One of my favorite writers is Malcolm Gladwell. One of my favorite Gladwell books is “Outliers”, in which Gladwell introduces his readers to the concept of milestones — those seemingly random events in life which turn out to have significant impact on our destiny.
It’s kind of like the seasoned hiker who inadvertently steps on a stray twig and twists his ankle … which leaves him stranded in the cold, rainy woods for the night … which in turn, leads to him discover the obscure opening to an incredible natural cavern … where he ends up spending a comfortable night … which culminates in the snoozing hiker becoming a tasty breakfast for the early-rising bear who considers that cavern her “home”. That story sucks if you’re the hiker but if you’re the hungry bear who needs to feed her young cubs, that errant twig was a gift from God.
Upon a closer reading of Gladwell’s masterpiece, I realized it’s not mere milestones that direct our lives. It’s the human connections that precipitate those milestones. If you’ve ever read the New Testament Gospel of John, in verse forty of chapter one, it says John the Baptist pointed out the relatively unknown Jesus to two of his disciples. They followed Jesus and spent the evening in conversation with Him.
The next day, one of those men, Andrew, went away and found his brother Simon, who he introduced to Jesus. Andrew fades into obscurity, but his brother Simon Peter, becomes the rock upon whom Jesus builds His church. Imagine if Andrew had allowed childhood rivalries and jealousy to prevent him from introducing his brother to Jesus.
What’s In Your Yesterday?
In 1970, my high-school friend, Ray Green talked me into skipping our Sophomore English class and attending a presentation about vocational education. That’s where I met Vernon Took, unquestionably the most gifted and committed teacher I’ve ever known. Vernon Tooke later introduced me to Herman Hersch, the man who gave me my first serious job as a technical illustrator. Mr. Hirsch introduced me to Chuck McFatridge, the man who invested so much trust in me that I had no option but to succeed as a product designer.
On a morning in October of 1973, I drove my mother to work where she introduced me to her friend, Don Dochterman. Don hired me on the spot and introduced me to Larry Simmons, the fellow I would be working under. Larry became one of the most influential people in my life and in turn, introduced me to Bob Deffenbaugh, another life-long friend and significant influence. Additionally, through Larry, I met Mike Hartley, one of my oldest friends who has introduced me to everyone in his extended family as well as his vast throng of acquaintances, many of whom I now consider friends.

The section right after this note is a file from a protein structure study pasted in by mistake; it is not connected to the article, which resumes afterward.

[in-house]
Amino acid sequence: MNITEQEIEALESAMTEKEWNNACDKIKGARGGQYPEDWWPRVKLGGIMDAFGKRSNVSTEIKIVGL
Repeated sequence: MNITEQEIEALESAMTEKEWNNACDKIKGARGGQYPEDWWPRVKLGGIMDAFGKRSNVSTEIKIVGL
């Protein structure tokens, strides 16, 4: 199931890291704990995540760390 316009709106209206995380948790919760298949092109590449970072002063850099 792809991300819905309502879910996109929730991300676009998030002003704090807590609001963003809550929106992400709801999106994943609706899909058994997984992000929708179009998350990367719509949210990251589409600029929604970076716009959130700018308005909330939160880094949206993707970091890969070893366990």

On a rainy day in the Autumn of 1974, I was riding a crowded shuttle bus towards the University of Texas at Austin campus. I shared a cramped bench seat with a mousy little girl named Theresa McKinley, who introduced herself and told me about a group she got together with every Sunday evening. Since I knew almost none of my 40,000 fellow UT-students, I agreed to visit her group. It was in that group that I met another girl, named Paula, who would eventually become my life-long partner and the perfect mother of our three children.
You could easily say that the majority of my life hinges on those three milestones, but I would contend that it’s the people I met through those events and the people they, in turn, introduced me to that shaped my very existence. Just like John’s disciple Andrew, if any one of those people had been too busy to waste their time on me, I might well be living among the homeless, drug-addicted hordes on the West Coast.
So, who do you owe chunks of your destiny to? And when was the last time you thanked them for that? Forget email. Forget texting. Forget phone calls. Sit down and write them a handwritten letter. Or, better yet, do whatever it takes to go visit them face-to-face.
Maybe they’re already gone and it’s too late to thank them, but it’s not too late to pass their generosity on to someone else and become the catalyst of a dynamic, new connection that could even conceivably impact the future of mankind.
Face the hard questions that life requires you to ask. Gather with other travelers on the narrow road, pilgrims who acknowledge their confusion — and feel their fears. Then, together, live those questions in My Presence.
― Larry Crabb, 66 Love Letters: A Conversation with God That Invites You into His Story
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— Malcolm Gladwell
Yep, I’m re-recommending a book I’ve recommended on previous occasions, and I will probably keep recommending it until you read it (again). Nobody cuts to the heart of culture like Gladwell does. And very few can apply the insights that he provides.
The Power of the Other
— Henry Cloud
There’s a reason I recommend books more than once. It’s because they’re seriously worth the investment of time it takes to read them. Dr. Cloud uncovers the powerful influence that even casual relationships play in our thinking. He also provides the foundation for us becoming the positive force in those relationships.